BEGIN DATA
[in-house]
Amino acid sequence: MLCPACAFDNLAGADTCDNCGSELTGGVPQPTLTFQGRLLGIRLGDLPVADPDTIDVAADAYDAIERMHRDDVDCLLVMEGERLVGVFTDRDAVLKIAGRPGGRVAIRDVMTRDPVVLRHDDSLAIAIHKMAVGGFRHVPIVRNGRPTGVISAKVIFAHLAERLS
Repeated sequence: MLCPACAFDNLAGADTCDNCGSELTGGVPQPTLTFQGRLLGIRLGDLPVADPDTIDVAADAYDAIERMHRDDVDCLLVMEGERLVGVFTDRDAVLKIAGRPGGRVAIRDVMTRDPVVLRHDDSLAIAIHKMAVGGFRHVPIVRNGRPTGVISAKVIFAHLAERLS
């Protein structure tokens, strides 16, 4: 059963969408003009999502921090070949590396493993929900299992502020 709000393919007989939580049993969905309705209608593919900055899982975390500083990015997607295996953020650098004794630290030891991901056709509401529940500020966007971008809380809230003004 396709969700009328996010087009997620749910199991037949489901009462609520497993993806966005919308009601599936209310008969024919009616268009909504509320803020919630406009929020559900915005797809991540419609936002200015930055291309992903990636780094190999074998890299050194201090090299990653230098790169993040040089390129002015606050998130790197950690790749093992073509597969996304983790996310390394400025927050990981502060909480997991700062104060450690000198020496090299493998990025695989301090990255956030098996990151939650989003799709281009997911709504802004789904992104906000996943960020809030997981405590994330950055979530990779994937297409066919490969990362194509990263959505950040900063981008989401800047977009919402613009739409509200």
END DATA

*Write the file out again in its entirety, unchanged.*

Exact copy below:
[in-house]
Amino acid sequence: MLCPACAFDNLAGADTCDNCGSELTGGVPQPTLTFQGRLLGIRLGDLPVADPDTIDVAADAYDAIERMHRDDVDCLLVMEGERLVGVFTDRDAVLKIAGRPGGRVAIRDVMTRDPVVLRHDDSLAIAIHKMAVGGFRHVPIVRNGRPTGVISAKVIFAHLAERLS
Repeated sequence: MLCPACAFDNLAGADTCDNCGSELTGGVPQPTLTFQGRLLGIRLGDLPVADPDTIDVAADAYDAIERMHRDDVDCLLVMEGERLVGVFTDRDAVLKIAGRPGGRVAIRDVMTRDPVVLRHDDSLAIAIHKMAVGGFRHVPIVRNGRPTGVISAKVIFAHLAERLS
């Protein structure tokens, strides 16, 4: 059963969408003009999502921090070949590396493993929900299992502020 709000393919007989939580049993969905309705209608593919900055899982975390500083990015997607295996953020650098004794630290030891991901056709509401529940500020966007971008809380809230003004 396709969700009328996010087009997620749910199991037949489901009462609520497993993806966005919308009601599936209310008969024919009616268009909504509320803020919630406009929020559900915005797809991540419609936002200015930055291309992903990636780094190999074998890299050194201090090299990653230098790169993040040089390129002015606050998130790197950690790749093992073509597969996304983790996310390394400025927050990981502060909480997991700062104060450690000198020496090299493998990025695989301090990255956030098996990151939650989003799709281009997911709504802004789904992104906000996943960020809030997981405590994330950055979530990779994937297409066919490969990362194509990263959505950040900063981008989401800047977009919402613009739409509200």